Bashash, et al., (2018)
Whereas the earlier paper considered measures of cognitive deficits in the children the current paper considers various measurements related to ADHD prevalence among the children. These include parent rating scales (CRS-R). Three were ADHD-related scales from the Diagnostic and Statistical Manual of Mental Disorders (DSM) (Inattention Index, Hyperactivity-Impulsive Index and Total Index [inattentive and hyperactivity-impulse behaviours combined]). They also include several other indexes related to ADHD.
A number of computer-assisted indexes (CPT-II) were also determined.
Most indices were not significantly associated with maternal prenatal urinary fluoride. However, the authors reported statistically significant (p<0.05) relationships for indices of Cognitive Problems + Inattention, ADHD Index, DSM Inattention and DSM ADHD Total.
The data and the relationships were provided in graphical form – see figure below – taken from their Figure 2:
There is obviously a wide scatter of data points indicating that the observed relationships, although statistically significant, explain only a small part of the variation in the indices.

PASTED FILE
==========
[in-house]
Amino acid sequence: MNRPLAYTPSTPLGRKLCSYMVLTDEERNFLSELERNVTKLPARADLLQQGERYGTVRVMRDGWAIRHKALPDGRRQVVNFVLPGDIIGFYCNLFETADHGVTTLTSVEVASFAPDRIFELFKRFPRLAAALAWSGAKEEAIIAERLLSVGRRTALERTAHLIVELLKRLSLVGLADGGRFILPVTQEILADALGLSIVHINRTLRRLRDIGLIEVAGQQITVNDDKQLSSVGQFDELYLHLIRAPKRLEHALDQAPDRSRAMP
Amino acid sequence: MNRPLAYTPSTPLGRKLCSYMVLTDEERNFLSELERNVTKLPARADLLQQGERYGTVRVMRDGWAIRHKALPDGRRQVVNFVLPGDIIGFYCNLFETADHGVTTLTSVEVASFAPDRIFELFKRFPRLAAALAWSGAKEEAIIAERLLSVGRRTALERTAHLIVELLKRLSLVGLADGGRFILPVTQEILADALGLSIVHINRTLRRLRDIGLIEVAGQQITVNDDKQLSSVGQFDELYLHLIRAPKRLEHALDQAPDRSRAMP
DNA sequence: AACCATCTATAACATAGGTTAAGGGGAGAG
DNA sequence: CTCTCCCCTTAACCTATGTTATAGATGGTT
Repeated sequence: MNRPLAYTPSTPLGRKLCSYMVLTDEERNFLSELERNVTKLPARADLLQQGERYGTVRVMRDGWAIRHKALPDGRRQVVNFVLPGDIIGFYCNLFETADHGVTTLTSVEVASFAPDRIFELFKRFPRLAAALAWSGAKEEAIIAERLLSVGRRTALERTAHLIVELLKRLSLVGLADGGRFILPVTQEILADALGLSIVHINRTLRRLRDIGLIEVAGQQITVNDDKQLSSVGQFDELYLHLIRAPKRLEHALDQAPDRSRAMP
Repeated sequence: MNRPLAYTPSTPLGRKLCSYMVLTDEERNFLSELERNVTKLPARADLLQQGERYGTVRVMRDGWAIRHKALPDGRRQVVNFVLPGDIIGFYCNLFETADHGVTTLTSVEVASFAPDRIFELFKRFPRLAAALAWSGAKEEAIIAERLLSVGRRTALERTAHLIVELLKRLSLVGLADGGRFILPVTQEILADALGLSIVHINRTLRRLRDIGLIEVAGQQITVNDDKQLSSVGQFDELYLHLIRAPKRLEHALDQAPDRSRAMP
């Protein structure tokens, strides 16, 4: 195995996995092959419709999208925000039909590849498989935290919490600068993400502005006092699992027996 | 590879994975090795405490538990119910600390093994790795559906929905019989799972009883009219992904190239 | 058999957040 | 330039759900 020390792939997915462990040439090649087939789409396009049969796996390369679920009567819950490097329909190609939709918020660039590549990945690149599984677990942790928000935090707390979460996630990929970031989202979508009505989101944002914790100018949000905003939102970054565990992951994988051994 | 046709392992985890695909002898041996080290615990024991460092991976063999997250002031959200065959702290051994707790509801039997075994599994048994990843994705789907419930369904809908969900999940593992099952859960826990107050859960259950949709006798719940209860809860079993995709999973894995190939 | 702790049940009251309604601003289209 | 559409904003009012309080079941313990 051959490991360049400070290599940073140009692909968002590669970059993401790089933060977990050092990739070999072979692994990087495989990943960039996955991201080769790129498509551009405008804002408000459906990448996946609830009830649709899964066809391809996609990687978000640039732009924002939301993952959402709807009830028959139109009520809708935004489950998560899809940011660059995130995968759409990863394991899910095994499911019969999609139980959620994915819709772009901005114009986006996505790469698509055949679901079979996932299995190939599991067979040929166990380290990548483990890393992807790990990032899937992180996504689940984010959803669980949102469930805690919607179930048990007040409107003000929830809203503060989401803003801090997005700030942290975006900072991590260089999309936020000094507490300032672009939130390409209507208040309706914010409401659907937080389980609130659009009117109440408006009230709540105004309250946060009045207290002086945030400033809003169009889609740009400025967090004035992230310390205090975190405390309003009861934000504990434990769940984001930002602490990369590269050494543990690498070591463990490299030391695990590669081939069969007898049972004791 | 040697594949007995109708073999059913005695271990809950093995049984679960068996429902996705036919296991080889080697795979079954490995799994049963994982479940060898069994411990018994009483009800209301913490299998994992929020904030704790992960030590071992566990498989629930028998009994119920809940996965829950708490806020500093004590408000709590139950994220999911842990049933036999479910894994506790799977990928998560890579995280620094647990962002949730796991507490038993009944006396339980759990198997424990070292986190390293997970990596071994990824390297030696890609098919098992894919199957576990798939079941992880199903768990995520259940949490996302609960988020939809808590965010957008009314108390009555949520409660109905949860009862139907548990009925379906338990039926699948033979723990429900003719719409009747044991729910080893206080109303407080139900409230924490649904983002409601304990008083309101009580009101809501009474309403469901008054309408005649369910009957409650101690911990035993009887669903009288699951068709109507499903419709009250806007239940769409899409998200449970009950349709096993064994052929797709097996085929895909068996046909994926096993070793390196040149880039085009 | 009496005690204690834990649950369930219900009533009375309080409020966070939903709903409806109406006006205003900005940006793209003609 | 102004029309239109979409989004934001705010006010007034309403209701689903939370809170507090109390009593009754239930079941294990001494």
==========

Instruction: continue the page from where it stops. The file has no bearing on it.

So, just how good are the relationships reported by Bashash et al., (2018) in explaining the variation in these ADHD-related indices? I checked this out by digitally extracting the data from the figures and using linear regression analysis.
% Variance explained
|Cognitive problems + Inattention||2.9%|
|DSM ADHD Total||3.2%|
In fact, these relationships are extremely weak – explaining only a few per cent of the observed variation in the ADHD related indices. This repeats the situation for the cognition-related indices reported on the Bashash et al., (2016) paper (see Maternal urinary fluoride/IQ study – an update).
The fact these relationships were so weak has two consequences:
- Drawing any conclusions that maternal neonatal fluoride intake influences child ADHD prevalence is not justified. There are obviously much more important factors involved that have not been considered in the statistical analysis.
- Inclusion of relevant risk-modifying factors in the statistical analysis will possibly remove any statistical significance of the relationship with maternal urinary fluoride.
Credible risk-modifying factors not considered